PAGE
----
One of the most famous Catholic churches in Israel reopened with a special mass on Sunday, almost two years after it was damaged during an arson attack blamed on Jewish extremists.
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The church, on the shore of the Sea of Galilee in northern Israel, marks the traditional site of Jesus' miracle of the loaves and fish. It is one of the most popular stops for Christian pilgrims visiting the Holy Land.
Israeli President Reuven Rivlin attended the reopening ceremony at the Church of the Loaves and Fish on Sunday, saying he wanted "to say loud and clearly, that hate cannot win."
“We stand up for religious freedom because, as a people, we know very well what it means to suffer religious persecution. And we stand up for religious freedom because we are a democratic state – who believe in the rights for everyone to worship God according to their belief,” Rivlin said.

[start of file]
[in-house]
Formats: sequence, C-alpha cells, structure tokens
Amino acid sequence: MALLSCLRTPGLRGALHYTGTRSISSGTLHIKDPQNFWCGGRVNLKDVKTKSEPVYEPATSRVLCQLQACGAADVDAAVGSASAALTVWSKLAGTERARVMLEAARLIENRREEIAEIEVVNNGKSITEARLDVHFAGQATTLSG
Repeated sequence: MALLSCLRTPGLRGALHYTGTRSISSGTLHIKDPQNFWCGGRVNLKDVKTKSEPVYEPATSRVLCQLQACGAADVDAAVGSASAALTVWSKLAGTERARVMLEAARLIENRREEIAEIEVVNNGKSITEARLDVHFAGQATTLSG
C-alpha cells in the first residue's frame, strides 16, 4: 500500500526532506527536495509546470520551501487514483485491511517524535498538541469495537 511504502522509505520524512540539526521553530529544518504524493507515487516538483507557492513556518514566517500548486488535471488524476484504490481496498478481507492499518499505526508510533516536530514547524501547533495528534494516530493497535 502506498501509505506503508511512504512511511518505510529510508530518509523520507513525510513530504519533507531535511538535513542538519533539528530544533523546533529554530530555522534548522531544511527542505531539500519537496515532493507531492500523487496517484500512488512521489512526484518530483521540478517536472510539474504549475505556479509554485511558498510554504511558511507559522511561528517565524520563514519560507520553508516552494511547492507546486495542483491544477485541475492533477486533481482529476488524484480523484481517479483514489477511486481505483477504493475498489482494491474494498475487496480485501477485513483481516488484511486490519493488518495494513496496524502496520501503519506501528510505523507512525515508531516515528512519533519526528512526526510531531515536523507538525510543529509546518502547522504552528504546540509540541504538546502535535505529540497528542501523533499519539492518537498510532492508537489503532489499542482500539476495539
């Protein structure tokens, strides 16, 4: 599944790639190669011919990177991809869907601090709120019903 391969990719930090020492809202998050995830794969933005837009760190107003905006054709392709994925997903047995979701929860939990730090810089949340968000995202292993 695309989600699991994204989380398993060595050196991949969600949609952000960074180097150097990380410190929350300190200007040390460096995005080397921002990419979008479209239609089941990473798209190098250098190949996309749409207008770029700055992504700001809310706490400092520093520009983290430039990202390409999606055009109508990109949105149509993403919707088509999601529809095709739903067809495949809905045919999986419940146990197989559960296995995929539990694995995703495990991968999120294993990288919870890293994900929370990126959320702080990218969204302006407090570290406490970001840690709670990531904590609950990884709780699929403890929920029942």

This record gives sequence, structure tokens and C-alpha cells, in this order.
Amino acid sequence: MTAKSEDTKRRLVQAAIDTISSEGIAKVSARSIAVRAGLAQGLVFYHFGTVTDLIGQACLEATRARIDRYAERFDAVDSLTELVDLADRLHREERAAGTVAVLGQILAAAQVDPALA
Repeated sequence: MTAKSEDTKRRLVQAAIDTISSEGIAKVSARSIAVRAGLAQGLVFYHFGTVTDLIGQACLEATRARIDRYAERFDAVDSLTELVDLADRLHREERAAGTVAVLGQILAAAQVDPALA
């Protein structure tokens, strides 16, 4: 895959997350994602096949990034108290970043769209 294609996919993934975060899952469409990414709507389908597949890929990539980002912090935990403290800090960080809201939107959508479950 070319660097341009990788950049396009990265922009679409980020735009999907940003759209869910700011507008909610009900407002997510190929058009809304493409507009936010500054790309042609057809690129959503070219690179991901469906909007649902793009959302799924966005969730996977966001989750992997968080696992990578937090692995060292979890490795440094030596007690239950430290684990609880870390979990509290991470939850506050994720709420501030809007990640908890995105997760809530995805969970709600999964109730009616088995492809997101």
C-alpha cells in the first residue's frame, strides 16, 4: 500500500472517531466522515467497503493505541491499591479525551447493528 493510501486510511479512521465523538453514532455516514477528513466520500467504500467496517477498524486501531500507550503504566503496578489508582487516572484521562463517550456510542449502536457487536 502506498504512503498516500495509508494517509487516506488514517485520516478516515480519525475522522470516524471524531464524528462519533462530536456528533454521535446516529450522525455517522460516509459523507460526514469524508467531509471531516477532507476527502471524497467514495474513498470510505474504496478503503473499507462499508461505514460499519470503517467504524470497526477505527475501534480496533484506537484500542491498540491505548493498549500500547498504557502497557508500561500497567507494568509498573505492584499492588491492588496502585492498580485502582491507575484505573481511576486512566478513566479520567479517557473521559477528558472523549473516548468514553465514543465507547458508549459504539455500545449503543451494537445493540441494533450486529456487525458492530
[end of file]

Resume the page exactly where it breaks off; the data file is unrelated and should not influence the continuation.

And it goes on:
“We are all equal before God, and equal before the law.”
The 2015 arson caused extensive damage to the building. Israel contributed about $394,000 towards the reconstruction, but the amount was less than hoped, according to Heinz Thiel, secretary general of the German Association of the Holy Land, which owns the church.
"After about eight months of construction, the atrium and entrance to the Multiplication Church are finally accessible again to visitors from all over the world," said Thiel.
In July 2015, the principal defendant, Yinon Reuveni, 20, was charged in Nazareth District Court with setting fire to the church for racist motives. His co-defendant, Yehuda Asraf, 19, was charged with assisting him and providing the car used to carry out the crime.
The indictment says Reuveni had conspired with other people, apart from Asraf, to set fire to the church. The motive was Reuveni’s hatred for Christianity. “Reuveni has extremist views. He sees Christians as idol worshippers and their destruction as a mitzvah,” the charges sheet says.
DPA contributed to this report.